Maple Carrot Cupcakes


These maple carrot cupcakes taste like tender, fluffy carrot cake in muffin form.  If you fill the muffin cups all the way to the top with gluten-free batter, you’ll even get fat, domed cupcakes.  Because of the amount of oil, they’re moist and keep well.

Original recipe


Maple Carrot Cupcakes
Adapted from Taste of Home

Yield: 16 gluten-free cupcakes, 18 normal cupcakes

  • 2 cups gluten-free OR all-purpose flour
  • 1 cup sugar
  • 1 teaspoon baking powder
  • 1 teaspoon baking soda
  • 1 teaspoon ground cinnamon
  • 1/2 teaspoon salt
  • 4 large eggs
  • 1 cup canola oil
  • 1/2 cup maple syrup
  • 3 cups grated carrots (about 6 medium)


  1. Center a rack in the oven and preheat to 350ºF.  Line muffin tins with 16 (if using gluten-free flour) or 18 (if using all-purpose flour) paper cups.
  2. In a large bowl, stir together flour, sugar, baking powder, baking soda, cinnamon, and salt.
  3. In another bowl, beat together eggs, oil, and maple syrup.
  4. Stir egg mixture into dry ingredients just until moistened.
  5. Fold in carrots.
  6. If using gluten-free flour, fill 16 muffin cups all the way to the top.  If using all-purpose flour, fill 18 muffin cups two-thirds full.
  7. Bake for 20-25 minutes, or until a toothpick inserted near the center comes out clean.
  8. Cool in pans for 5 minutes, then remove cupcakes and finish cooling on wire racks.
  9. Store, covered, at room temperature for up to 5 days.

Flourless Chocolate Cake


My friends and I loved this flourless chocolate cake.  It’s very rich and intensely chocolate-y.

Original recipe


Flourless Chocolate Cake
From Epicurious

Yield: 8″ cake

  • 4 oz fine-quality bittersweet chocolate (not unsweetened)
  • 1/2 cup (1 stick) unsalted butter
  • 3/4 cup sugar
  • 3 large eggs
  • 1/2 cup unsweetened cocoa powder (plus additional for sprinkling if desired)


  1. Center a rack in the oven and preheat to 375°F.  Butter an 8-inch round baking pan.  Line bottom with a round of wax paper and butter paper.  Make sure the paper sticks completely to the buttered pan and lies flat, or it will make an indentation in the cake.
  2. Chop chocolate into small pieces. In a double boiler or metal bowl set over a saucepan of barely simmering water, melt chocolate with butter, stirring, until smooth. (Alternatively, melt chocolate with butter in a small non-stick pot over very low heat, stirring constantly.  Be careful not to burn the chocolate.)
  3. Remove top of double boiler or bowl from heat and whisk sugar into chocolate mixture.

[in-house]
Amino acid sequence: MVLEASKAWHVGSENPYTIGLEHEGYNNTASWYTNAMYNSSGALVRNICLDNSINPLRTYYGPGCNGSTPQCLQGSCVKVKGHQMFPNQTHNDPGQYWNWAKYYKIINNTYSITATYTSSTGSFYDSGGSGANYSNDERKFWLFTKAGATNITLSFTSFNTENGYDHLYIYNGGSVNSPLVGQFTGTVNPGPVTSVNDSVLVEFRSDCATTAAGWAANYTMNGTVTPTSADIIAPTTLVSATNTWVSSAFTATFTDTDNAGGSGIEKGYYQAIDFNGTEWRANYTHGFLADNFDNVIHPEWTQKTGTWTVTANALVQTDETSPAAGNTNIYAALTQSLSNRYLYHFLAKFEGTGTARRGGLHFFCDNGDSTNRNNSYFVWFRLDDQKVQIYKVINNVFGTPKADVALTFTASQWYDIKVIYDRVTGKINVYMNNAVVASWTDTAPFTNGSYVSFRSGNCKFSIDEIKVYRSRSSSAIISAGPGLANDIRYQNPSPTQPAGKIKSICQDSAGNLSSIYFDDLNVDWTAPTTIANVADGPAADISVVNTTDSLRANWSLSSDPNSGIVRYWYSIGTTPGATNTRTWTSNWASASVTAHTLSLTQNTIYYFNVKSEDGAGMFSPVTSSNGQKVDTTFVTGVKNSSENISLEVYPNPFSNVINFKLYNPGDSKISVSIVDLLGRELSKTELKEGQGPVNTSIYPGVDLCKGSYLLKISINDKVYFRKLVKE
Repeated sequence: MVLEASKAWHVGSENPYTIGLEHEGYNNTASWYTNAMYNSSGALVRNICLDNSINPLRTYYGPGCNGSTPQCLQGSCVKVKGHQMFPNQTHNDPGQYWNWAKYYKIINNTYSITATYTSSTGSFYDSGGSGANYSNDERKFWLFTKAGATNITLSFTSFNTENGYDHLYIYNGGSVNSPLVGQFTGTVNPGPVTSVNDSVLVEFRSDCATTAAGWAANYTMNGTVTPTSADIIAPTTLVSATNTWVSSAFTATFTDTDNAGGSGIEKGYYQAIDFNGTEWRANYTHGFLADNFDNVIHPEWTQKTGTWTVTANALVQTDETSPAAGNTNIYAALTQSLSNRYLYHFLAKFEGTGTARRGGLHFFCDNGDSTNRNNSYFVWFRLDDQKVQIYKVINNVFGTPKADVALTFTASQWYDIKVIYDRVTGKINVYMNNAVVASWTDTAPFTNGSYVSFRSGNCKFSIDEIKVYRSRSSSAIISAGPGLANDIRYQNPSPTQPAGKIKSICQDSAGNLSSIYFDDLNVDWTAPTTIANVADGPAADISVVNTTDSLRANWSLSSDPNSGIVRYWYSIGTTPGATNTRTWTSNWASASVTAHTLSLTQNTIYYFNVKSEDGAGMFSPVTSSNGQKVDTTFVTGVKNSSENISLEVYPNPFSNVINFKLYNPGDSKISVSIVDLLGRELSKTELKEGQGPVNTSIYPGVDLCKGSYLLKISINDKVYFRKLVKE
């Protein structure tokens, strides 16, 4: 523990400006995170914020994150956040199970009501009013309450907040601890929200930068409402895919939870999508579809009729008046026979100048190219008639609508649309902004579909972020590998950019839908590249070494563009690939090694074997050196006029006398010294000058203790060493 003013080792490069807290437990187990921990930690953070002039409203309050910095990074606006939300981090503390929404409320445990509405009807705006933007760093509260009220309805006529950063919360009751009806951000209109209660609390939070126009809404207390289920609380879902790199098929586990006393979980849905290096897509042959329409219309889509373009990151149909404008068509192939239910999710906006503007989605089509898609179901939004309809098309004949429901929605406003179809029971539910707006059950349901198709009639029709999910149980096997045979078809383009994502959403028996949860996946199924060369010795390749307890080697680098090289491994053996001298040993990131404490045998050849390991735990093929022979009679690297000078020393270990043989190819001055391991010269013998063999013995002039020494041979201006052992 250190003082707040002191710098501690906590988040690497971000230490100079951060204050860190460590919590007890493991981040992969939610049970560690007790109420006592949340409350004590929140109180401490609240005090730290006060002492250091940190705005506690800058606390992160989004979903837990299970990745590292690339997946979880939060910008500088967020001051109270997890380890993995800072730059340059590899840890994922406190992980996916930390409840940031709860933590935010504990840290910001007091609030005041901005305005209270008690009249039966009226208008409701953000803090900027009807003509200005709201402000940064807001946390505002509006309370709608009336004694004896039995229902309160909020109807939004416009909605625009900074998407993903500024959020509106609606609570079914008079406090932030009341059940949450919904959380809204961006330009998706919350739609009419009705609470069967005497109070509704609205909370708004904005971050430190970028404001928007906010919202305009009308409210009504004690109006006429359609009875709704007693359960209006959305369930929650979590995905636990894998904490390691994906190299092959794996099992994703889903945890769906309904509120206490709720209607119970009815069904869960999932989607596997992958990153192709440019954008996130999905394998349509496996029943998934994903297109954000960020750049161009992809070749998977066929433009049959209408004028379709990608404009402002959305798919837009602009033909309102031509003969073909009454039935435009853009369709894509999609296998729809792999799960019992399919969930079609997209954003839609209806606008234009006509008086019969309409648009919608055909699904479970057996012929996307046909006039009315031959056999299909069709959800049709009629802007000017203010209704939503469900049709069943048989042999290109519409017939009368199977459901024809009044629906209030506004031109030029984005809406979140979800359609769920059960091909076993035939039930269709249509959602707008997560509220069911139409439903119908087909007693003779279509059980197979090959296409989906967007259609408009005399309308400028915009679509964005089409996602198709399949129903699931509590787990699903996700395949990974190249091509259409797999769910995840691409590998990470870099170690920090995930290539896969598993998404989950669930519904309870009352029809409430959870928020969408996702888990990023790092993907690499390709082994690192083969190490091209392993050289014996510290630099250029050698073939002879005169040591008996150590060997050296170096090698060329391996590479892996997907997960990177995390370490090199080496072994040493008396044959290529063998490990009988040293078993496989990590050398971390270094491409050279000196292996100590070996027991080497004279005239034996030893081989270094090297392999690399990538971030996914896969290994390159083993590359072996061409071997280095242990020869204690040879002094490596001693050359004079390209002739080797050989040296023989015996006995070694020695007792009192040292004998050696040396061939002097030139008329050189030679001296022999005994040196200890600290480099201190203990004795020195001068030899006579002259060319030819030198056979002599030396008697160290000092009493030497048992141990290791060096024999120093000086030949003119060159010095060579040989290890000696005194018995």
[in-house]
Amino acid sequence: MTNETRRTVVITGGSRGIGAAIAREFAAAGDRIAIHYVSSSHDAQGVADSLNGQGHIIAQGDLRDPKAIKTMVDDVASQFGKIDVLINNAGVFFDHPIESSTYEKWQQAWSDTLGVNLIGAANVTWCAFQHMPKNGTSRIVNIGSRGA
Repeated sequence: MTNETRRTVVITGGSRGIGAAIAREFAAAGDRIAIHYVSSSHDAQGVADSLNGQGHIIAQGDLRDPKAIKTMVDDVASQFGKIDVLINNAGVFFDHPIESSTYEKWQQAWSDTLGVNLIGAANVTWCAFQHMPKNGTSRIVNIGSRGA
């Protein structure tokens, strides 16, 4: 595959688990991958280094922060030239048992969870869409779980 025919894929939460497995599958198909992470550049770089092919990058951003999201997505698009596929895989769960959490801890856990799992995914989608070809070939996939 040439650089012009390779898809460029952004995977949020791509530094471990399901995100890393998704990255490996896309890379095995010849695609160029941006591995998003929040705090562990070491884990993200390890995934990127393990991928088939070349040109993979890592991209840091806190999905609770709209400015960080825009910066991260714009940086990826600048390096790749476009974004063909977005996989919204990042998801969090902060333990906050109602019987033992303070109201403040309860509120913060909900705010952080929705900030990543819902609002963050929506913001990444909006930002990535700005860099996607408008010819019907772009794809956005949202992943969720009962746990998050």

4. Add eggs and whisk well.
  5. Sift 1/2 cup cocoa powder over chocolate mixture and whisk until just combined.
  6. Pour batter into pan and bake for 25 minutes, or until top has formed a thin crust.  Don’t worry if the cake is domed when it comes out of the oven, because it will flatten as it cools.
  7. Cool cake in pan on a rack for 5 minutes and invert onto a serving plate.
  8. Dust cake with additional cocoa powder, if desired.
  9. The cake can be cooled completely and stored in an airtight container for up to 1 week.


Clotted Cream


Clotted cream tastes like whipped cream but has the texture of soft butter.  Spread it generously on fresh scones (such as classic or blueberry lemon) along with jam, and you’ll find that the combination of cold clotted cream and warm, flaky scone is amazing.

Original recipe


Clotted Cream
From Food Wishes

  • 4 cups heavy cream, NOT ultra-pasteurized, ideally from grass-fed cows and with a fat content between 36-40% (we used Straus)


  1. Preheat oven to 175-180ºF if your oven goes to such a low temperature, 200ºF otherwise.
  2. Pour heavy cream into an 8″ x 8″ glass or ceramic baking pan.
  3. Bake for 12 hours.  The top layer of the cream will solidify; the surface will even look orange-ish.
  4. Cover and chill overnight or for about 8 hours.
  5.  Using a slotted spoon, scoop out the solidified layer (the clotted cream) into a lidded container.  It will keep for about a week in the refrigerator.
  6. Save the liquid for baking scones or biscuits and for stirring into tea.


Citrus Chiffon Cake


Because chiffon cakes rely on egg whites rather than gluten to rise, they work like a dream even when gluten free.  This citrus chiffon cake is light and fluffy and tastes like you made it with ordinary cake flour.

Baking Notes:

  • Use fresh eggs, because the egg whites will fluff up more when beaten.
  • Separate the eggs when cold, then allow the whites to come to room temperature before beating them.
  • The original recipe calls for Bob’s Red Mill gluten-free flour, but I used the Trader Joe’s variety and it worked great.
  • The citrus flavor of the cake is subtle, so either use the marmalade filling or eat the cake plain.  Only frosting with whipped cream will wash out the cake’s citrus flavor and make the whole thing taste plain.